Texas is offering you an enormous amount of money, more than enough to make up for the difference in the USNWR ranking between the schools. It's also been noted that Austin is rather more fun than Ann Arbor (not to mention warmer all year round: no freezing, frozen winters or seasonal affective depression to get in the way of the 1L grades you need).
As for whether or not you wish to work in Texas, by the time you graduate you may not have any choice
. Take a look at these maps showing net migration to Texas:http://www.economist.com/blogs/freeexch ... /migration
Texas has weathered the recession better than any other state in the union: in fact, they have effectively escaped the recession entirely. Your prospects for employment there in the future are certainly going to be much
better than in Michigan. If indeed Michigan is substantially superior for out-of-state placement (if Texas' numbers aren't primarily the result of self-selection, as I suspect they are), it's because it has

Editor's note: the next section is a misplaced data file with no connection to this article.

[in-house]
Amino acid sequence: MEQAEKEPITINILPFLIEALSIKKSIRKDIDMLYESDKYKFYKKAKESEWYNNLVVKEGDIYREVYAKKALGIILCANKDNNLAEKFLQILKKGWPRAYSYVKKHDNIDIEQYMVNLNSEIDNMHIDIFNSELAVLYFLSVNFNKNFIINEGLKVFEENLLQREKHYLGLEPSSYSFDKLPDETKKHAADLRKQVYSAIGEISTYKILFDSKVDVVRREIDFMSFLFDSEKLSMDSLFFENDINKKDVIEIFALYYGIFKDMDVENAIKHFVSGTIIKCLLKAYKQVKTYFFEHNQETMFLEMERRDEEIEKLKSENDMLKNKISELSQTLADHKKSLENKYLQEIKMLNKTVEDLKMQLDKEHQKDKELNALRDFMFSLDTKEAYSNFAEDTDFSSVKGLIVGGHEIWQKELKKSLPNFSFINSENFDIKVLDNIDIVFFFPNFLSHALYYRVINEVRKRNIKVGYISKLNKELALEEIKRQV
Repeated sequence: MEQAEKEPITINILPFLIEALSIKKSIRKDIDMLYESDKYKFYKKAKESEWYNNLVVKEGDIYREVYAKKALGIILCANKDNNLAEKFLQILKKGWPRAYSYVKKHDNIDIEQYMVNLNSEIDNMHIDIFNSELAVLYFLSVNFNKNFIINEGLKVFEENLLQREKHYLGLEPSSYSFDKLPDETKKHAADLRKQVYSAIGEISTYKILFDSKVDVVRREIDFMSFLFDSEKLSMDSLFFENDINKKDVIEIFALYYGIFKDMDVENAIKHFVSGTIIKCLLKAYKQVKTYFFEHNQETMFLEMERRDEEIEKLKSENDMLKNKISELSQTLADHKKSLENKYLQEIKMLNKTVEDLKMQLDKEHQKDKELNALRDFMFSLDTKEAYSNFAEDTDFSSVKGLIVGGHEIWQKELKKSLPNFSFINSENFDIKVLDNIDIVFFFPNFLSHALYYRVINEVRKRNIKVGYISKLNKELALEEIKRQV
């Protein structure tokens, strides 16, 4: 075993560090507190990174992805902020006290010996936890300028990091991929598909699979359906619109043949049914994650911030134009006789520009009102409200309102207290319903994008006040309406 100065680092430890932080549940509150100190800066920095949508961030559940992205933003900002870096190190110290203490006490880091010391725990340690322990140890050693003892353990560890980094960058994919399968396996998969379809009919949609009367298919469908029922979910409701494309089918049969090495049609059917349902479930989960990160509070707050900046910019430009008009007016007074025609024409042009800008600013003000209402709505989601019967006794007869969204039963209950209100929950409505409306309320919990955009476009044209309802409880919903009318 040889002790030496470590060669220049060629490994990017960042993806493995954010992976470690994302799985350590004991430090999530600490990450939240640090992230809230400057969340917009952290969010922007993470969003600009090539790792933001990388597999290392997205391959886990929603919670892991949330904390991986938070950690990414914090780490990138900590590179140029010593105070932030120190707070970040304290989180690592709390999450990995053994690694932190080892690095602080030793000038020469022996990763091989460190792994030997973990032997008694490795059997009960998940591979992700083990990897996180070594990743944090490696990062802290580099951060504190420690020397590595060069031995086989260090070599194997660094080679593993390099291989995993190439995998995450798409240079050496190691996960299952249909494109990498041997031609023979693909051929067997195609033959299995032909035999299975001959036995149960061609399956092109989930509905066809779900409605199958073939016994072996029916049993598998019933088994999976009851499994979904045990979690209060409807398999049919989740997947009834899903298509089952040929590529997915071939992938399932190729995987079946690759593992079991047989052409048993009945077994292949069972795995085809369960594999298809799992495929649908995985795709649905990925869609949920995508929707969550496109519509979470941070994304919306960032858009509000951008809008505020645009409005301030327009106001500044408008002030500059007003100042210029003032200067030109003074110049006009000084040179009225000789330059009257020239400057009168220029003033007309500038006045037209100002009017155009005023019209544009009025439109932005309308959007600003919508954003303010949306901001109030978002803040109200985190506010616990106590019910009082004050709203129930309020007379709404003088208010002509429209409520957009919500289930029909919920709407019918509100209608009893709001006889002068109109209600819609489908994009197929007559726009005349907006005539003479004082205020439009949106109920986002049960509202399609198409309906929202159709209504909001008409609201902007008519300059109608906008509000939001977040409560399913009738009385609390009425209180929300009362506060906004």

There's also no reason to delay going to law school for a year, as your earnings after graduation should be substantially more than your earnings before. You only need
to earn money beforehand if you turn down the scholarship money at Texas in favour of Michigan. So that's another strong reason to choose Texas.However
: that having been said, I would base my decision primarily on the difference in culture that you are likely to find between the two schools. While both schools have large entering class sizes, I would be certain that the sheer enormity of Texas is something you can handle. And there's no denying that Michigan has one of the most beautiful law campuses in the United States. These, and the quality of instruction, could make a substantial difference in how much you enjoy attending either school, and enjoying your law school experience is key to excelling at it. I think all of the other factors even out with the edge going to Texas: these final academic and aesthetic considerations should form the basis for your decision.